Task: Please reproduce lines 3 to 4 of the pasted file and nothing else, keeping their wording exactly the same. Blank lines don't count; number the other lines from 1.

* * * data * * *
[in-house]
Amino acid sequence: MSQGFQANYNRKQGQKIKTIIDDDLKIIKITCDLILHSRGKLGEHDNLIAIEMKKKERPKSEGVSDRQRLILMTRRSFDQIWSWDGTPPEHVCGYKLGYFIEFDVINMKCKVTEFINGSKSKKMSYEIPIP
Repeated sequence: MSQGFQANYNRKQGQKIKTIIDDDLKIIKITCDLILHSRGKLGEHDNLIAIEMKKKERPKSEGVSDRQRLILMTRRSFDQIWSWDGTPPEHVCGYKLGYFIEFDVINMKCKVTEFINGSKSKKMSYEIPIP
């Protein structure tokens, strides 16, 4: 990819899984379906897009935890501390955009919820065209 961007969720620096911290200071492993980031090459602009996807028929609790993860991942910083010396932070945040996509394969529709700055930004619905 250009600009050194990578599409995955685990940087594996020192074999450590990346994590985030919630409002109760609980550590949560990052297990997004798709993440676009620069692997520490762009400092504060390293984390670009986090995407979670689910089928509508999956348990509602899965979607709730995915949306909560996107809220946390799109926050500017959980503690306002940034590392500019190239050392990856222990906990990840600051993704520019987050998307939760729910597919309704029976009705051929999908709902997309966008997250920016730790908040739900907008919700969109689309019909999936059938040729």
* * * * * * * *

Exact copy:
Repeated sequence: MSQGFQANYNRKQGQKIKTIIDDDLKIIKITCDLILHSRGKLGEHDNLIAIEMKKKERPKSEGVSDRQRLILMTRRSFDQIWSWDGTPPEHVCGYKLGYFIEFDVINMKCKVTEFINGSKSKKMSYEIPIP
């Protein structure tokens, strides 16, 4: 990819899984379906897009935890501390955009919820065209 961007969720620096911290200071492993980031090459602009996807028929609790993860991942910083010396932070945040996509394969529709700055930004619905 250009600009050194990578599409995955685990940087594996020192074999450590990346994590985030919630409002109760609980550590949560990052297990997004798709993440676009620069692997520490762009400092504060390293984390670009986090995407979670689910089928509508999956348990509602899965979607709730995915949306909560996107809220946390799109926050500017959980503690306002940034590392500019190239050392990856222990906990990840600051993704520019987050998307939760729910597919309704029976009705051929999908709902997309966008997250920016730790908040739900907008919700969109689309019909999936059938040729």